3D Crossword Solution – July Extra 2023

July Extra 2023 puzzle page

Clues by Curmudgeon and Grid by Bozzy

Theme: A tribute to Margaret Irvine, aka Nutmeg

The winner of the July Extra puzzle is Michael Syrotinski of Glasgow.

Review of the July Extra 2023 3D crossword

Having written only two months ago of the love which cryptics fans have for Nutmeg, it is sobering now to be reviewing the puzzle — as solvers will have worked out — composed specially to commemorate her after her passing. But what a tasty puzzle it is. There is no shortage of the SPICE, which once supposedly merely preserved our food, but for the last sixty-odd years has given us so much more pleasure than our ancestors enjoyed.

Here are CHILLI and PEPPER, SALT(S), THYME(S) and ROSEMARY, and your reviewer’s favourite, GINGER. And, lest we should blow our tops, we can cool the palate with LITCHI and CREAM.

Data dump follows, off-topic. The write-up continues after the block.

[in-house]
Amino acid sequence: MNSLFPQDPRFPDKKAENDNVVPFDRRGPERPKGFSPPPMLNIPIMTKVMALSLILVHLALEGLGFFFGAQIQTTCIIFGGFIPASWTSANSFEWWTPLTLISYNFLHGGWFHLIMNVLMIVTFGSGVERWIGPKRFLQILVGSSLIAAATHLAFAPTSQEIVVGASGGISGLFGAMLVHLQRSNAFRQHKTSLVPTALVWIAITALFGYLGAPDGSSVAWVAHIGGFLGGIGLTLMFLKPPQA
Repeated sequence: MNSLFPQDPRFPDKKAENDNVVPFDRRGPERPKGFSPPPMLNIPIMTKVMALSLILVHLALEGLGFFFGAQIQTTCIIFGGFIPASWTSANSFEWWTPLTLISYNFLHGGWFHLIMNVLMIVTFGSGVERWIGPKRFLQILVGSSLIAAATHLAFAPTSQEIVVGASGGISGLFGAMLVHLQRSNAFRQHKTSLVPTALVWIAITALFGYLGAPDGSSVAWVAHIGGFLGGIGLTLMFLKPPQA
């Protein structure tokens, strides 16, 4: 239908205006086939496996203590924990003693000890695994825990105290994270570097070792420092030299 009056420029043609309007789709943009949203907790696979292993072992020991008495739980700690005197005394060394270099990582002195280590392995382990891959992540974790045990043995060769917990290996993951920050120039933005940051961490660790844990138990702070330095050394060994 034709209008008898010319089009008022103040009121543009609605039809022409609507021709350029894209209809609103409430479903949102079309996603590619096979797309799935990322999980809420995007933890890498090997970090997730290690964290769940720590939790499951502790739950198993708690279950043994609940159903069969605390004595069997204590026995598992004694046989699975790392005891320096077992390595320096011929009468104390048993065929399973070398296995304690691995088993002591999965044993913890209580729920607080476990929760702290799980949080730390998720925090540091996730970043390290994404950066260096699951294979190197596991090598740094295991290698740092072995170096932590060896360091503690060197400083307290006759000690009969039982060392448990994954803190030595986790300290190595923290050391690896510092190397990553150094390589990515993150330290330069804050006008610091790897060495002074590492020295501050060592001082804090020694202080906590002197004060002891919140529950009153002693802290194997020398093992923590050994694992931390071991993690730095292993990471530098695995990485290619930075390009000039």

Not all life is pleasure, however, as BORSTAL and ENEMAS may remind us (I am thankful never yet to have experienced either) — and indeed the reminder of that tragedy of the 1970s which did away with the ELMS, until then so much a part of our landscape — but I do know something about that ETHMOID bone. Like a sieve, and in the skull? I have something in that area which these days perfectly fits the description. I wonder if Bozzy and Curmudgeon were teasing us?

Those who have had a DNF earlier in the year will, I fancy, have enjoyed the fact that Curmudgeon was being quite gentle in her clueing. That World Championship is still on! You know you want it. The most obscure word, RYMME, was helpfully given a ‘hidden’ clue — the perhaps not very well-known poet and essayist R W EMERSON was given similarly kind treatment — while the teasing desire will have steered us all, I hope, towards that unusual but accepted spelling of LITCHI.